Really Burnt Out

So I’ve been diagnosed for the past 5 years and I feel like I’ve never had any real control over this “condition”.
I was 15 when I was diagnosed and I’m coming up on my 5 year mark and I feel like I’m not really getting any better. I don’t totally ignore the diabetes but I never check my blood sugar because I get anxiety about what the numbers may look like. I know it’s mental but it’s hard for me.

      I also don’t take my Lantus at night because I’ve read about people that pass away through the night due to lows so that shakes me up too much. I do take my novolog after every time I eat but I never learned to carb count so I “wing” it and use an average of 10-11 units and wait to see if my BS drops and if so I’ll just eat a snack. 

      I’m currently doing the bare minimum to get by at this point and I know I could be doing better. I feel like mentally I’m just DRAINED. So I guess what I’m really asking is, what are some tips to look on the brighter side of diabetes? 

p.s. I’m a first generation diabetic between my family and friends so they try to help and give words of encouragement but I feel like they really don’t know what it’s like so they only say what they think I’d like to hear…

Hi @Jvermilya. It looks like you just posted a couple of hours ago and I hope you get lots of responses to help you through. I’ve been Type 1 since 1963 myself, and there are lots of us on the forum who have had diabetes for a long time and can relate to your frustration. That’s not to say we feel this way all the time, but it does happen from time to time.
I completely understand your fear of overnight lows. Continuous Glucose Monitors (CGMs) are relatively new - we didn’t have BG meters much less those when I was your age(!) - and when my family went out of town and I had the house to myself I always set my alarm to go off every 2 hours so I could “see how I felt” and determine if I needed a snack. Is that an option for you? You might find it give you great peace of mind, especially overnight and when driving.
Regarding carb counting, I would suggest you consult with a nutritionist to get some guidance. There are some excellent apps to use as well - my personal favorite is MyNetDiary and I’m sure other responders will share theirs. I’ve found that MyNetDiary has a huge database of foods, including ones you find at chain restaurants, so you can select what you’re planning to eat, note the quantity and size, and it calculates the carbs for you; and if you’re preparing something yourself you can plug in the portion size (oz/cups, etc.) and it will give you the count. Once you have that you’ll need to know your carb ratio to determine how much insulin to take. I’m probably not telling you anything you don’t already know, but from time to time it helps to get a refresher (my endo is sending me to see a nutritionist in a few weeks).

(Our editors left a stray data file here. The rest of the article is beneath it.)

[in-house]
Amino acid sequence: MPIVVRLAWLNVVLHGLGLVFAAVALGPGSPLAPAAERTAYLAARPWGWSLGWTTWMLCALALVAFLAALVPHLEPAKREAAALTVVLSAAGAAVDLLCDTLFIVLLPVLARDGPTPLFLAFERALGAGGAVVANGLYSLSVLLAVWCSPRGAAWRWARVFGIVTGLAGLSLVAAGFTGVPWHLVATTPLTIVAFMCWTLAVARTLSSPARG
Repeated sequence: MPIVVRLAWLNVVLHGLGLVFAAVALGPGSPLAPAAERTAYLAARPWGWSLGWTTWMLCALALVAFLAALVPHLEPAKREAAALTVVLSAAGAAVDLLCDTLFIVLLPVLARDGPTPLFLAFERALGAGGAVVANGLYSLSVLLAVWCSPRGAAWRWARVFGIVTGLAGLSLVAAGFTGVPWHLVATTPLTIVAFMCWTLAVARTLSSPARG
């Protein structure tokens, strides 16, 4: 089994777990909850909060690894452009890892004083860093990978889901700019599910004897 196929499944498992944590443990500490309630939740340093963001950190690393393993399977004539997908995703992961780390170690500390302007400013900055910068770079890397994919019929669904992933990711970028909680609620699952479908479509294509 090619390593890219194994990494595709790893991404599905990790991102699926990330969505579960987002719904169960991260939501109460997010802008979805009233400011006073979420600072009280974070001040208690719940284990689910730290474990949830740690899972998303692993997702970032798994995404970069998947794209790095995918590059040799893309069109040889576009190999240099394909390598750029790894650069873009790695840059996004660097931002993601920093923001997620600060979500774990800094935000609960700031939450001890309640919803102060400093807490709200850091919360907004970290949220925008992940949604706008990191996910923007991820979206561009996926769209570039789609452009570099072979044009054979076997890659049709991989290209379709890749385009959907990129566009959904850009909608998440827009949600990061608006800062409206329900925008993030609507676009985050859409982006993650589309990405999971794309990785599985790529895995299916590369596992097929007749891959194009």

Hopefully you will be able to find a good endocrinologist, nutritionist and diabetes nurse educator to work with. The guessing game itself can be dangerous, but working with a good team should get you back on track and give you some confidence. My final piece of advice (at last!) would be, be brutally honest about what’s going on as you work with them to put a plan in place. You probably remember there is some “tweaking” involved once you get started; so keep tight and records (those trackers are a huge help!) so they’ll know how to adjust. Looking at the numbers may be frightening but as I said, it will help them with any necessary adjustments to keep you in good control. Wishing you the best.

@Jvermilya hi Joshua, welcome to the forum.

I’ve been doing this for just over 40 years now and I don’t really have “control” over this either. but let me try to explain the context

for the first 20 years or so I was so wrapped up in “how can this happen to me” I believed that “control” meant making this bad dream go away. To this end all I found was failure and frustration and despair. Then I believed I was the failure, and that kept me exhausted and beaten and down on the floor. Now you can go down this road if you really want to, but for me it was literally a dead end.

I took some time to work on my self-esteem and with therapy and self help, came to a decision to treat myself better, not just because it’s the right thing to do, but because I deserve to be happy. This was a new concept for me.

This is very different than wishing that I didn’t have diabetes.

type 1 does not necessarily run in families, so most of us don’t have family history. I don’t either. this is not an exception, it’s the general deal. I didn’t know anyone else with Type 1, in my family or out, until I was in my 30’s.

you can have any kind of control you want, and you can make changes and treat yourself better when the time is right for you. as soon a you want something more, as soon as you forgive yourself for getting sick, you can start to make changes that will make you feel better and that will give you the energy to go further.

Hi @Jvermilya. It’s only been a few days but I though I’d check in and see how you’re doing. Post when you can, and take care.

Hi @Jvermilya
I can totally relate on how "burnt out you are feeling. I have had t1d 21 years of my life. & the last 5 years alone have been the hardest years of my life. I am so sorry you feel like its hard for you. & i am just hear to say DIABETES DOES NOT CONTROL YOU! YOU are in charge of Diabetes. I know how much easier that is said then done. But you are still young with a full life ahead of you! take control. YOU GOT THIS